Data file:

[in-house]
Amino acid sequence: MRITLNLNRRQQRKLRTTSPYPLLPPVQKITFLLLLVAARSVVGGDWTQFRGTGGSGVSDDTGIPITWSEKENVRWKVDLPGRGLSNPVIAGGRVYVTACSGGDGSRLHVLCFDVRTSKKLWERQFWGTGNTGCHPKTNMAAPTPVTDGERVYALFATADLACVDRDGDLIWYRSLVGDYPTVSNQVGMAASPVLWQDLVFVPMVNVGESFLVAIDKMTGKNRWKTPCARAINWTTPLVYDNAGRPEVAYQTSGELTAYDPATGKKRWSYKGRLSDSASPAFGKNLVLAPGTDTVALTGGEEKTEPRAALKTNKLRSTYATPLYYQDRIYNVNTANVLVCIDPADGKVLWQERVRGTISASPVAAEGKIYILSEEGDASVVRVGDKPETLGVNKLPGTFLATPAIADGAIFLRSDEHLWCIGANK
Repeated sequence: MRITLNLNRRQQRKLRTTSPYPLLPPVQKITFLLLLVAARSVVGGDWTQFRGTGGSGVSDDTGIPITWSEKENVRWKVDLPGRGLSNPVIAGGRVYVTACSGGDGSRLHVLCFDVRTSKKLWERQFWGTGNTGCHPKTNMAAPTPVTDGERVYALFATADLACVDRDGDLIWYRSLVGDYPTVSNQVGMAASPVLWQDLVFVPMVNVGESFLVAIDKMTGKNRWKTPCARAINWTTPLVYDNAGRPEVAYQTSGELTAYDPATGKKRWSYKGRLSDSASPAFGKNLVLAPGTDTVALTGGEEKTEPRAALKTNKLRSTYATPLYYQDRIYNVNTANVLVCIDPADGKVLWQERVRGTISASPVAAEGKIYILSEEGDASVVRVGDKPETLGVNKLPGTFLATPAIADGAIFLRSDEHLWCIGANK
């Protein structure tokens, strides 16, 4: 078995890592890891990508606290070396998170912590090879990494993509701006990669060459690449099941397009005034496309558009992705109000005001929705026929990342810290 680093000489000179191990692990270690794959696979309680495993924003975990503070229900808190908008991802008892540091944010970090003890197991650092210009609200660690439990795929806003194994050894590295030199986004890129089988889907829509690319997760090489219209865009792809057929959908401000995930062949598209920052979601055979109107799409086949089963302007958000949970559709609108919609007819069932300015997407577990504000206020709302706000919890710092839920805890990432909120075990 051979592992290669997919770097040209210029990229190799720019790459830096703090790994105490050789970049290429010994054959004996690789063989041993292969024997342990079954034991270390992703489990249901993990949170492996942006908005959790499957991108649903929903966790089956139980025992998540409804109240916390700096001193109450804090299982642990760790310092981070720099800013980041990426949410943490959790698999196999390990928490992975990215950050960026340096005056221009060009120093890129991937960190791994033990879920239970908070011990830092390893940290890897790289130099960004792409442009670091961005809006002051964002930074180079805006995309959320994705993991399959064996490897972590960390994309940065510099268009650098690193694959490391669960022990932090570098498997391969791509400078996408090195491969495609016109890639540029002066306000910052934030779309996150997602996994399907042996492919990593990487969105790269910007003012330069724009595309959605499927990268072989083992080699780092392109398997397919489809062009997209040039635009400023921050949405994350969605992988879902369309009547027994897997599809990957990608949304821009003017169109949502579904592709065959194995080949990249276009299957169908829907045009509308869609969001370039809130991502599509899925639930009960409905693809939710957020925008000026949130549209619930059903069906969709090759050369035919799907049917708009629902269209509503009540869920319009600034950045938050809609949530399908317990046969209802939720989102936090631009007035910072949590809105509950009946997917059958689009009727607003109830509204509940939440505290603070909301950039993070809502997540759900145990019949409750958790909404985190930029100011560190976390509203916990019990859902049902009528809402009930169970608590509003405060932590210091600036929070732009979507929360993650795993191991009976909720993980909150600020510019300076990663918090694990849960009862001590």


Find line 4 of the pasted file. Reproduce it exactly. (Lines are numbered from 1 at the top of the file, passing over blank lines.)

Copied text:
């Protein structure tokens, strides 16, 4: 078995890592890891990508606290070396998170912590090879990494993509701006990669060459690449099941397009005034496309558009992705109000005001929705026929990342810290 680093000489000179191990692990270690794959696979309680495993924003975990503070229900808190908008991802008892540091944010970090003890197991650092210009609200660690439990795929806003194994050894590295030199986004890129089988889907829509690319997760090489219209865009792809057929959908401000995930062949598209920052979601055979109107799409086949089963302007958000949970559709609108919609007819069932300015997407577990504000206020709302706000919890710092839920805890990432909120075990 051979592992290669997919770097040209210029990229190799720019790459830096703090790994105490050789970049290429010994054959004996690789063989041993292969024997342990079954034991270390992703489990249901993990949170492996942006908005959790499957991108649903929903966790089956139980025992998540409804109240916390700096001193109450804090299982642990760790310092981070720099800013980041990426949410943490959790698999196999390990928490992975990215950050960026340096005056221009060009120093890129991937960190791994033990879920239970908070011990830092390893940290890897790289130099960004792409442009670091961005809006002051964002930074180079805006995309959320994705993991399959064996490897972590960390994309940065510099268009650098690193694959490391669960022990932090570098498997391969791509400078996408090195491969495609016109890639540029002066306000910052934030779309996150997602996994399907042996492919990593990487969105790269910007003012330069724009595309959605499927990268072989083992080699780092392109398997397919489809062009997209040039635009400023921050949405994350969605992988879902369309009547027994897997599809990957990608949304821009003017169109949502579904592709065959194995080949990249276009299957169908829907045009509308869609969001370039809130991502599509899925639930009960409905693809939710957020925008000026949130549209619930059903069906969709090759050369035919799907049917708009629902269209509503009540869920319009600034950045938050809609949530399908317990046969209802939720989102936090631009007035910072949590809105509950009946997917059958689009009727607003109830509204509940939440505290603070909301950039993070809502997540759900145990019949409750958790909404985190930029100011560190976390509203916990019990859902049902009528809402009930169970608590509003405060932590210091600036929070732009979507929360993650795993191991009976909720993980909150600020510019300076990663918090694990849960009862001590």